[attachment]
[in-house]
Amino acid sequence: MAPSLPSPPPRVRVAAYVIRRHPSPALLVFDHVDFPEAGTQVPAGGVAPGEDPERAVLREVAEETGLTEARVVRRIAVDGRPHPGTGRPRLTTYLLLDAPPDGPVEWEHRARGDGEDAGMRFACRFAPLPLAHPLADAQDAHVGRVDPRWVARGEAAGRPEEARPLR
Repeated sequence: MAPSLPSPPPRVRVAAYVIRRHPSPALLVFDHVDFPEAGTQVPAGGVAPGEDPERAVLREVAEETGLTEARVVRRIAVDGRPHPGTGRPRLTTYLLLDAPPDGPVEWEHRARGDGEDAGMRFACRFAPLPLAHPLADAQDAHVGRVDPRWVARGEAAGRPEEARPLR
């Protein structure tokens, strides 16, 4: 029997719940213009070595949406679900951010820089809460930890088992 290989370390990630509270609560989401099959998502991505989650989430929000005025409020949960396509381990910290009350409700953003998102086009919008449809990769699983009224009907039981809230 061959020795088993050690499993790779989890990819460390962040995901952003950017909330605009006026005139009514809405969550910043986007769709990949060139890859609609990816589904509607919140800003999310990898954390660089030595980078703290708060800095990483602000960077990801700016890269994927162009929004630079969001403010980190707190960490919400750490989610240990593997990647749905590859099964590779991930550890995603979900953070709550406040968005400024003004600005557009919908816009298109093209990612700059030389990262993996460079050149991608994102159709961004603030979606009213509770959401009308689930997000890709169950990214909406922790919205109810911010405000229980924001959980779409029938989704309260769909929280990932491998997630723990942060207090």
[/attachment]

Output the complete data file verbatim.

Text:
[in-house]
Amino acid sequence: MAPSLPSPPPRVRVAAYVIRRHPSPALLVFDHVDFPEAGTQVPAGGVAPGEDPERAVLREVAEETGLTEARVVRRIAVDGRPHPGTGRPRLTTYLLLDAPPDGPVEWEHRARGDGEDAGMRFACRFAPLPLAHPLADAQDAHVGRVDPRWVARGEAAGRPEEARPLR
Repeated sequence: MAPSLPSPPPRVRVAAYVIRRHPSPALLVFDHVDFPEAGTQVPAGGVAPGEDPERAVLREVAEETGLTEARVVRRIAVDGRPHPGTGRPRLTTYLLLDAPPDGPVEWEHRARGDGEDAGMRFACRFAPLPLAHPLADAQDAHVGRVDPRWVARGEAAGRPEEARPLR
């Protein structure tokens, strides 16, 4: 029997719940213009070595949406679900951010820089809460930890088992 290989370390990630509270609560989401099959998502991505989650989430929000005025409020949960396509381990910290009350409700953003998102086009919008449809990769699983009224009907039981809230 061959020795088993050690499993790779989890990819460390962040995901952003950017909330605009006026005139009514809405969550910043986007769709990949060139890859609609990816589904509607919140800003999310990898954390660089030595980078703290708060800095990483602000960077990801700016890269994927162009929004630079969001403010980190707190960490919400750490989610240990593997990647749905590859099964590779991930550890995603979900953070709550406040968005400024003004600005557009919908816009298109093209990612700059030389990262993996460079050149991608994102159709961004603030979606009213509770959401009308689930997000890709169950990214909406922790919205109810911010405000229980924001959980779409029938989704309260769909929280990932491998997630723990942060207090």